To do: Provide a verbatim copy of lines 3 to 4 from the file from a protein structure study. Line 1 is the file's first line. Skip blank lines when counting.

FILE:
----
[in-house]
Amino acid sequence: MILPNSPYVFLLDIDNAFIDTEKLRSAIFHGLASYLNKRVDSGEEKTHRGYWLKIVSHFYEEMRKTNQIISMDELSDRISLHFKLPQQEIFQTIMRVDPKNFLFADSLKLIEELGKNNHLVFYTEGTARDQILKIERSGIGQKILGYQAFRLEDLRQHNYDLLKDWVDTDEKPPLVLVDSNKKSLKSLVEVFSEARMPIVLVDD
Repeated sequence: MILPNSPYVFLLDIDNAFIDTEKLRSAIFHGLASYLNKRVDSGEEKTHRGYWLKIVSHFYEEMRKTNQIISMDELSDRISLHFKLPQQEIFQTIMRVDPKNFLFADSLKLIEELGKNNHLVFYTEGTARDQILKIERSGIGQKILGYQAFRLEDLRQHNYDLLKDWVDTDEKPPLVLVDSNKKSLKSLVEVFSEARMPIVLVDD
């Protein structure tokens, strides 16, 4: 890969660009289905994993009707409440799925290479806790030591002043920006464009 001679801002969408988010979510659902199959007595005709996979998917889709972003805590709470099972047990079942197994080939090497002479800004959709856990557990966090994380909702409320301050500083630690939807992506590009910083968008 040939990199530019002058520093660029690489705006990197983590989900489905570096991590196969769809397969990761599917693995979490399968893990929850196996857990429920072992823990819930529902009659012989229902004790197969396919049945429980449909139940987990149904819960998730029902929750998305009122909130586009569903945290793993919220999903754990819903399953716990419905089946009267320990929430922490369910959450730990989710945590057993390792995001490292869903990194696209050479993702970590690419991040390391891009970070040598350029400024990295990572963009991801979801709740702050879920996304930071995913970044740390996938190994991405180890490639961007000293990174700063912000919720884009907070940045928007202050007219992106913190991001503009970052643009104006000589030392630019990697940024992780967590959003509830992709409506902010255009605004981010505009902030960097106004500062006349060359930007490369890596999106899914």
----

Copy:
Repeated sequence: MILPNSPYVFLLDIDNAFIDTEKLRSAIFHGLASYLNKRVDSGEEKTHRGYWLKIVSHFYEEMRKTNQIISMDELSDRISLHFKLPQQEIFQTIMRVDPKNFLFADSLKLIEELGKNNHLVFYTEGTARDQILKIERSGIGQKILGYQAFRLEDLRQHNYDLLKDWVDTDEKPPLVLVDSNKKSLKSLVEVFSEARMPIVLVDD
């Protein structure tokens, strides 16, 4: 890969660009289905994993009707409440799925290479806790030591002043920006464009 001679801002969408988010979510659902199959007595005709996979998917889709972003805590709470099972047990079942197994080939090497002479800004959709856990557990966090994380909702409320301050500083630690939807992506590009910083968008 040939990199530019002058520093660029690489705006990197983590989900489905570096991590196969769809397969990761599917693995979490399968893990929850196996857990429920072992823990819930529902009659012989229902004790197969396919049945429980449909139940987990149904819960998730029902929750998305009122909130586009569903945290793993919220999903754990819903399953716990419905089946009267320990929430922490369910959450730990989710945590057993390792995001490292869903990194696209050479993702970590690419991040390391891009970070040598350029400024990295990572963009991801979801709740702050879920996304930071995913970044740390996938190994991405180890490639961007000293990174700063912000919720884009907070940045928007202050007219992106913190991001503009970052643009104006000589030392630019990697940024992780967590959003509830992709409506902010255009605004981010505009902030960097106004500062006349060359930007490369890596999106899914």